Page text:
King James, conceiving the citizens of London to be the ablest body to undertake the establishment of a Protestant colony in the forfeited territory, directed overtures to be made to the municipal authorities; and, on Jan. 28th, 1609, articles of agreement were entered into between the Lords of the Privy Council and the Committees appointed by act of Common Council. On the part of the citizens it was stipulated, that they should expend £2O,OOO on the plantation; and on the other hand, the Crown was to assign to them entire possession of the county of Coleraine, and the towns of Coleraine and Derry, with extensive lands attached, excepting 60 acres out of every 1000 for church lands and certain portions to be assigned to three native Irish gentlemen. To this extensive grant the king added the woods of Glenconkene and Killetragh, and ordained that the whole should be held with the amplest powers and privileges, such as the patronage of the churches, admiralty jurisdiction on the coasts, the fishery of the two great rivers and all other streams, &c. For the management of this new branch of their affairs the Common Council elected a body of twenty-six, consisting, as at present, of a governor, deputy-governor, and assistants, of whom one-half retire every year, and their places are supplied by a new election. In 1613, this company or court was incorporated by royal charter, under its present style of "The Society of the Governor and Assistants of London of the New Plantation in Ulster, within the Realm of Ireland;" but is commonly known as the "Irish Society," and was invested with all the towns, castles, lordships, manors, lands, and hereditaments given to the city, which were erected by the charter into a distinct county, to be called "the County of Londonderry." The sum of £40,000 having now been expended on the plantation, it was deemed most advantageous to divide the territorial possessions of the Society into twelve equal portions, which were appropriated by lot to each of the twelve chief companies of the city, and so many of the smaller companies joined as made by their total contributions a twelfth of the entire sum. The twelve chief companies were the Mercers, Grocers, Drapers, Fishmongers, Goldsmiths, Skinners, Merchant Tailors, Haberdashers, Salters, Ironmongers, Vintners, and Cloth workers; and in their respective proportions is now included the chief part of the county. The houses and lands in the city of Londonderry and the town of Coleraine, with their woods, fisheries and ferries (except that at the estuary of the Foyle, connecting the county with that of Donegal, which belonged to the Chichesters), not being susceptible of division, were retained by the Society, who were to receive the profits, and account for them to the twelve chief companies. In 1616, information was received by Sir Thomas Philips of Newtown Limavady of a design formed by the Irish to surprise Londonderry and Coleraine, which being communicated to the Irish Government effectual measures were adopted for its prevention. On the communication of the intelligence to the Irish Society instructions were immediately issued by it to the twelve companies to furnish arms and accoutrements to be transmitted by the keeper of Guildhall for the better defence of the plantation, the prompt execution of which preserved the colony and gave new vigour to the exertions to stock it with English and Scotch settlers. About the same period directions were also issued to the companies to repair the churches, to furnish each of the ministers with a bible, common-prayer book and communion cup, and to send thither a stipulated number of artizans; the trades thus introduced were those of weavers, hat-makers, locksmiths, farriers, tanners, fellmongers, ironmongers, glassblowers, pewterers, fishermen, turners, basketmakers, tallow chandlers, dyers and curriers. The Salters' company erected glasshouses at Magherafelt, and iron-works were opened on the Mercers' proportion near Kilrea which were carried on until timber failed for fuel. Notwithstanding the disbursement of large sums of money, at length amounting to £60,000, continued dissatisfaction was expressed by the Crown at the mode in which the stipulations of the society were fulfilled: in 1632, the whole county was sequestered; and in 1637, the charter was cancelled, and the county seized into the king's hands. Parliament, however, decreed the illegality of these proceedings; Cromwell restored the Society to its former state; and on the Restoration, Chas. II. granted it a new charter, nearly in the same words as that of James, under which its affairs have ever since been conducted. Of the twelve principal companies, all retain their estates except four, viz., the Goldsmiths, Haberdashers Vintners, and Merchant Tailors, who at various periods disposed of their proportions to private individuals. The Goldsmiths' share was situated mostly within the liberties of Derry, south-east of the Foyle; that of the Haberdashers was around Aghanloo and Bovevagh. The Vintners had Bellaghy, and the Merchant Tailors' proportion was Macosquin. These proportions are now held in perpetuity by the Marquess of Waterford, the Richardsons, the Ponsonbys, the Alexanders, and the heirs of the late Right Hon. Thomas Conolly. Of the estates now belonging to the other eight companies, the Mercers have Kilrea and its neighbourhood; the Grocers, Muff and its dependencies; Moneymore and its rich and improved district belongs to the Drapers; the Fishmongers have Ballykelly; Dungiven belongs to the Skinners; Magherafelt to the Salters; Aghadowey to the Ironmongers; and Killowen, forming part of the borough of Coleraine, to the Cloth workers; all are under lease, except those of the Drapers, Mercers, and Grocers, which are managed by agents, deputed by these respective companies. The first intimation of the intended insurrection in 1641 came from Moneymore, in this county, through Owen O'Conolly, an Irish Protestant, in time to save Dublin, but not to prevent the explosion of the plot in the north. On the first day of the explosion Moneymore was seized by the Irish, and Maghera and Bellaghy, then called Vintners'-town, burned, as were most of the other towns and villages throughout the county. On the termination of the war the county and the city fell under the dominion of the parliament, and Sir Charles Coote and Governor Hunks ruled there with great severity. From the restoration to the revolution the county affords few materials for history; the siege of Londonderry, one of the most striking events of the latter period, more properly belongs to the history of the city.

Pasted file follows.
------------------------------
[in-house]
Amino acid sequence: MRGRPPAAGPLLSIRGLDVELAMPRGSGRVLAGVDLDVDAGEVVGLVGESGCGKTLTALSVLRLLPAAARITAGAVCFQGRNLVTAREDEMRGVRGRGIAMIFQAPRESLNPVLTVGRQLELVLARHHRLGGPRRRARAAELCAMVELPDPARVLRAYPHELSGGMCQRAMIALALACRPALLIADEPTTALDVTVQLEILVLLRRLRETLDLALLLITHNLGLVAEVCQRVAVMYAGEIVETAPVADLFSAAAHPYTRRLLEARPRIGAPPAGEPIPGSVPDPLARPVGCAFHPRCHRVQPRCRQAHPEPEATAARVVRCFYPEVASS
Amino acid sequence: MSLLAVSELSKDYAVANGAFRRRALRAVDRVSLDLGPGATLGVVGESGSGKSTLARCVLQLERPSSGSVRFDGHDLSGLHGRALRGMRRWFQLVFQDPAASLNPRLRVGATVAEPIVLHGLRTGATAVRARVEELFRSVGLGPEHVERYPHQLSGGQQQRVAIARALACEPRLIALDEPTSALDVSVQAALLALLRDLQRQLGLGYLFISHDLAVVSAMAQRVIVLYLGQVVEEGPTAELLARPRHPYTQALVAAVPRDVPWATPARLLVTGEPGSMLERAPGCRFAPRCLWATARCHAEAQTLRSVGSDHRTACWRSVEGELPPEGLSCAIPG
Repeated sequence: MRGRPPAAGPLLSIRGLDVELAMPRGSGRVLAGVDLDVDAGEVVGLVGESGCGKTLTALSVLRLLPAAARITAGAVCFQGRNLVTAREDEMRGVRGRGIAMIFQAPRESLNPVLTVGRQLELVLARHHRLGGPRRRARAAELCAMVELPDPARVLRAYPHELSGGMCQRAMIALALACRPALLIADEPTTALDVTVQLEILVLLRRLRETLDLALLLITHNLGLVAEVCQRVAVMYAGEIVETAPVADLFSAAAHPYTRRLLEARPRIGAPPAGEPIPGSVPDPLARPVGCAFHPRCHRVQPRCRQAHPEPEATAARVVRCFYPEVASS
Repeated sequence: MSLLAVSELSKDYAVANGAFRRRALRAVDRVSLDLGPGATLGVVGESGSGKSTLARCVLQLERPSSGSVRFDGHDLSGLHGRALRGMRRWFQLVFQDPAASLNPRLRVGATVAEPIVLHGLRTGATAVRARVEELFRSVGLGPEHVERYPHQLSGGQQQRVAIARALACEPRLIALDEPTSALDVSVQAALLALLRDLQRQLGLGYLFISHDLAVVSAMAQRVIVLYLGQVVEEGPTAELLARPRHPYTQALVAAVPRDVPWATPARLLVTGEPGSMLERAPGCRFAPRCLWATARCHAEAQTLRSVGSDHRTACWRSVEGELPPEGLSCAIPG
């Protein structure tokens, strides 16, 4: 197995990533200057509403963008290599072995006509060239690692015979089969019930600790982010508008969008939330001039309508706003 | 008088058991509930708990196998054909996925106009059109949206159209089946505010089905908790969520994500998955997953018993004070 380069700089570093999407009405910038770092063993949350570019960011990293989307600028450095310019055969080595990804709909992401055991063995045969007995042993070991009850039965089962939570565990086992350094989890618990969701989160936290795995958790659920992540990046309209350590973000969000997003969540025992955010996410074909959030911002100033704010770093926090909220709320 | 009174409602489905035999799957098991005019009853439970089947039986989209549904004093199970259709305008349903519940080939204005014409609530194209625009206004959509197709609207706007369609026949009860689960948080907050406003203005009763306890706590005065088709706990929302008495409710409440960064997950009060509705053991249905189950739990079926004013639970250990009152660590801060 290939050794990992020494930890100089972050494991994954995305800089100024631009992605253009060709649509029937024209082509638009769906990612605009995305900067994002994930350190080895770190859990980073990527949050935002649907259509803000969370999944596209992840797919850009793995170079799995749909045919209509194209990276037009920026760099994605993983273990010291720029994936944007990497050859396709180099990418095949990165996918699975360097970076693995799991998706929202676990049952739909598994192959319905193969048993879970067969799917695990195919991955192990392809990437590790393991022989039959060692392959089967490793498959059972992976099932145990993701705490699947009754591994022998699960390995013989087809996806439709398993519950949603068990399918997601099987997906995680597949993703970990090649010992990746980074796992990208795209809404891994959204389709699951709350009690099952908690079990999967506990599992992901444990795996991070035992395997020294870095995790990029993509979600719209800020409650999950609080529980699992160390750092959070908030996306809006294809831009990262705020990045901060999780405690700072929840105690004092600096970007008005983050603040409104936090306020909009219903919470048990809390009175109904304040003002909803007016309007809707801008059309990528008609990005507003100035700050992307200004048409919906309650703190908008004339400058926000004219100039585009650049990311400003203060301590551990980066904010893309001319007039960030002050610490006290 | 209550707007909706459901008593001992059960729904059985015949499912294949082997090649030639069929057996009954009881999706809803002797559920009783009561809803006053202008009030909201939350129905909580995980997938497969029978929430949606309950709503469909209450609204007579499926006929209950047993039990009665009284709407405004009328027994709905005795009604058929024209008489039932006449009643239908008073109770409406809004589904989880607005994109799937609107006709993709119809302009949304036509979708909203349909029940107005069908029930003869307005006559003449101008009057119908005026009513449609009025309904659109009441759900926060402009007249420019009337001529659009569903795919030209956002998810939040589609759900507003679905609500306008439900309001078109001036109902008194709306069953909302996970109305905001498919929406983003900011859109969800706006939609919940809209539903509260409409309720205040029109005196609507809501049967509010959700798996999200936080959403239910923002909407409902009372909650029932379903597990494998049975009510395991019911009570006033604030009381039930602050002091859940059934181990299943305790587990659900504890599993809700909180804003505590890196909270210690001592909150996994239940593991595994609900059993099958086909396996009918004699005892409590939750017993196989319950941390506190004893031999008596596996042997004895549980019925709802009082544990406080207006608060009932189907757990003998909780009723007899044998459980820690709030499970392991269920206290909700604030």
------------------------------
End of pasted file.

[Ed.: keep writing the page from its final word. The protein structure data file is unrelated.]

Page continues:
Transcribed from Samuel Lewis' Topographical Dictionary of Ireland, 1840